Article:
Abstract

http://ssrn.com/abstract=1359616
 
 

References (31)



 


 



Diminishing Enforcement: Negative Effects for Deterrence of Mistaken Settlements and Misguided Competition Promotion and Advocacy


Francisco Marcos


IE Law School

March 4, 2009


Abstract:     
Competition policy is conceived to preserve and promote free market competition. It can be fleshed out through a mix of tools that are used to further consumer and social welfare through preserving and promoting the efficient functioning of markets. In different countries, courts, administrative authorities and governments themselves play different roles in the execution of competition policy and in the fulfilment of its goals.

On the one hand, competition policy uses prohibitions of anticompetitive actions and merger control as a legal instrument to fight or prevent market restraints by private agents. Public and private competition law enforcement leading to sanctions and/or actions for damages (i.e. the 'regular' enforcement of competition law) is the main manifestation of competition policy.

However, relatively recent developments have increased the number of tools in the shed of competition law enforcement. It has gone past 'regular' enforcement and currently also foresees settlements as a tool to introduce flexibility in the prosecution of competition violations. Settlements are conceived as procedural devices in public antitrust enforcement that provide a shortcut to allow for the speedy conclusion of inquiries and administrative proceedings in those cases that would be costly and inefficient to pursue. If properly used, recourse to settlements may allow competition authorities to save costs and resources in pursuing risky proceedings with an uncertain outcome. From that perspective, the effects of antitrust settlements may seem socially valuable. However, an often overlooked effect is that settlements may also dilute the deterrent effect of 'regular' enforcement. A similar reasoning or discussion underlies the objectives and operation of leniency programs (another of the relatively recent tools for competition enforcement, at least in most EU member States), although several striking differences exist between leniency and competition settlements.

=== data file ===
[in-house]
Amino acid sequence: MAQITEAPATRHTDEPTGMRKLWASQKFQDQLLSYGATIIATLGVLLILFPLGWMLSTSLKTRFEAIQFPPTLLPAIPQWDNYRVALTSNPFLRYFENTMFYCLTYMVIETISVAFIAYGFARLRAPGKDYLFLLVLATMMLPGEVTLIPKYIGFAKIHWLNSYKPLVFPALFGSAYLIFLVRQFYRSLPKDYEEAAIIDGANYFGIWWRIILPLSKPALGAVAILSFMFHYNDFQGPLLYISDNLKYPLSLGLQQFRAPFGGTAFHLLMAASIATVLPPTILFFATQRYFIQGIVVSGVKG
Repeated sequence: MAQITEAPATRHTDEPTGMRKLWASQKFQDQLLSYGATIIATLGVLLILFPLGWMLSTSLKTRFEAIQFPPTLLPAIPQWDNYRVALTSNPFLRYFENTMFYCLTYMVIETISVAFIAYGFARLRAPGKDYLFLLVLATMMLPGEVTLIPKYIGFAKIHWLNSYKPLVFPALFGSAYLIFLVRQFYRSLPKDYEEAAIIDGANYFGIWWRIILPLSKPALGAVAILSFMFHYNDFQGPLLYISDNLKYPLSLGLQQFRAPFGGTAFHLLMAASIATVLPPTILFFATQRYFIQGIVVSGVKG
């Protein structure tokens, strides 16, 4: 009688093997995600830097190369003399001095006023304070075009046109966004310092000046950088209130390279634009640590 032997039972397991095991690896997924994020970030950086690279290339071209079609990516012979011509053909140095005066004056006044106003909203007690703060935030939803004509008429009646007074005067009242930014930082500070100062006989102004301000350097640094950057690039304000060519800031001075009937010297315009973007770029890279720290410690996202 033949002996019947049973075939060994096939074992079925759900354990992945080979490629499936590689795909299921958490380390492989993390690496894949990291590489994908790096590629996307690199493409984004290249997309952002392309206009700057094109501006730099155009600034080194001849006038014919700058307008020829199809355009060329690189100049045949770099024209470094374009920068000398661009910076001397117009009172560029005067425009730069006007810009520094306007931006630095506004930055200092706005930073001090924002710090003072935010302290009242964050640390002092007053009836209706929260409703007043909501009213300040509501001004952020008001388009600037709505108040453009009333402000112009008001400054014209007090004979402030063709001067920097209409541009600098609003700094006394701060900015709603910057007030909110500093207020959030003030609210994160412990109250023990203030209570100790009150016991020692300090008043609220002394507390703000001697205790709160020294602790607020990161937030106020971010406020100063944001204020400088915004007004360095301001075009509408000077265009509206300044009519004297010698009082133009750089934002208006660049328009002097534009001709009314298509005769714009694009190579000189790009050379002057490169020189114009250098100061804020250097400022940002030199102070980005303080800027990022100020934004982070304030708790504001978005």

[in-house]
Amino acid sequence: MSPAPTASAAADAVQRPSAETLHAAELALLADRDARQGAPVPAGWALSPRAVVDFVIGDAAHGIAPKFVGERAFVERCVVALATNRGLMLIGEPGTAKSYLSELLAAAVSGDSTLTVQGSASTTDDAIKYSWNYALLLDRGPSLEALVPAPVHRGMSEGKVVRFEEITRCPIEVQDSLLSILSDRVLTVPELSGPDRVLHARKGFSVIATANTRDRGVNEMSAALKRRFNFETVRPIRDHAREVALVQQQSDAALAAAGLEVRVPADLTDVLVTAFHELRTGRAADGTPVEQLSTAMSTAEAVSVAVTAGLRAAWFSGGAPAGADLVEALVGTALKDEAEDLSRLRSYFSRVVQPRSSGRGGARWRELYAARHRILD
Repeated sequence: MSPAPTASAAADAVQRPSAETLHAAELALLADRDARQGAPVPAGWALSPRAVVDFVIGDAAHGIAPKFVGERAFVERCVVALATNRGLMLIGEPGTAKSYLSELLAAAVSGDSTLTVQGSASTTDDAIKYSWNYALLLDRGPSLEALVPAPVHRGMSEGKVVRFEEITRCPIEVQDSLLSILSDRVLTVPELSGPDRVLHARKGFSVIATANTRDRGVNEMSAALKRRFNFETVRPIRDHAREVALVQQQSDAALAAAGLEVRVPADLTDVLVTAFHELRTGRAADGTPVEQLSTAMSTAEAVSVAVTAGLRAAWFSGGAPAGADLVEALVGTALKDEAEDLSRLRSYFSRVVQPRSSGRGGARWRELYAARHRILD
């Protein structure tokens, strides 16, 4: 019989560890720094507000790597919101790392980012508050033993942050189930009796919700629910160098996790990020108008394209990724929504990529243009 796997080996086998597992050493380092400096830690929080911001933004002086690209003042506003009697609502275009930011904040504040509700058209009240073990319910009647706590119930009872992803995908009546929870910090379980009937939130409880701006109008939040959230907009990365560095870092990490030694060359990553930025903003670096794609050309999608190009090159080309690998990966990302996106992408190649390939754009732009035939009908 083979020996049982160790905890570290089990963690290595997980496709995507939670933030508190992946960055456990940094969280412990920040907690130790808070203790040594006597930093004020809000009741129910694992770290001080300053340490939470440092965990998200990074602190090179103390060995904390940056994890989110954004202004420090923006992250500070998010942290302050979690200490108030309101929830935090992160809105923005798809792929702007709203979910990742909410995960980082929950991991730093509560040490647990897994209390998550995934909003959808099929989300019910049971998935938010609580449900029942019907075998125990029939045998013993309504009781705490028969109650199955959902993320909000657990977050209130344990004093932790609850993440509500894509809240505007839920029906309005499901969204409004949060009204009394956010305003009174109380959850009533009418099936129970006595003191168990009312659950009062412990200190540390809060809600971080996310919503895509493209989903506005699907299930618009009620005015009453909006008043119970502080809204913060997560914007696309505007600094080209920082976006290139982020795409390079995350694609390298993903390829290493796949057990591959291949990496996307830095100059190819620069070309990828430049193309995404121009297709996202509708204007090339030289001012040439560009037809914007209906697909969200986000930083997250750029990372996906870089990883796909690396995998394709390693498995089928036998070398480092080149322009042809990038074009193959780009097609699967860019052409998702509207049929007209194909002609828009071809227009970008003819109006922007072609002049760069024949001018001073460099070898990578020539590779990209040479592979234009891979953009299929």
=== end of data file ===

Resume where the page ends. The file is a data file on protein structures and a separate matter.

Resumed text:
On the other hand, softer new tools have also been developed. Under the headings of competition promotion and competition advocacy a variable set of instruments are created for competition authorities to create and spread the culture of free market competition in areas that have traditionally been exempted from market forces or competition. Advocacy is mainly targeted towards anticompetitive governmental regulations, whilst promotion is aimed at easing and favouring the rooting of competition policy in sectors that for whatever reason have suffered entry barriers and anticompetitive restrictions in the past.

This article criticizes certain uses, mistaken or misguided, of settlements, advocacy and promotion. These are two very different settings in which the deterrent feature of competition authorities' enforcement actions may suffer a deathly blow. Paradoxically, if wrongly used, both may endanger the deterrent principle upon which competition law and policy are built. The basic point of departure is that the new tools might be diminishing the effectiveness of 'regular' competition law enforcement-which shall not be left in the shed to rust.

Number of Pages in PDF File: 21

Keywords: Public enforcement, deterrence, settlement, antitrust, consent decrees, commitment decisions, competition policy, competition law, competition advocacy, sanctions, fines, compliance

JEL Classification: K21, K40, L13, L40

working papers series





Download This Paper

Date posted: March 18, 2009  

Suggested Citation

Marcos, Francisco, Diminishing Enforcement: Negative Effects for Deterrence of Mistaken Settlements and Misguided Competition Promotion and Advocacy (March 4, 2009). Available at SSRN: http://ssrn.com/abstract=1359616 or http://dx.doi.org/10.2139/ssrn.1359616

Contact Information

Francisco Marcos (Contact Author)
IE Law School ( email )
Castellón de la Plana 8
Madrid, Madrid 28006
Spain
Feedback to SSRN


Paper statistics
Abstract Views: 934
Downloads: 140
Download Rank: 94,597
References:  31
Paper comments
No comments have been made on this paper

© 2014 Social Science Electronic Publishing, Inc. All Rights Reserved.  FAQ   Terms of Use   Privacy Policy   Copyright   Contact Us
This page was processed by apollo4 in 0.329 seconds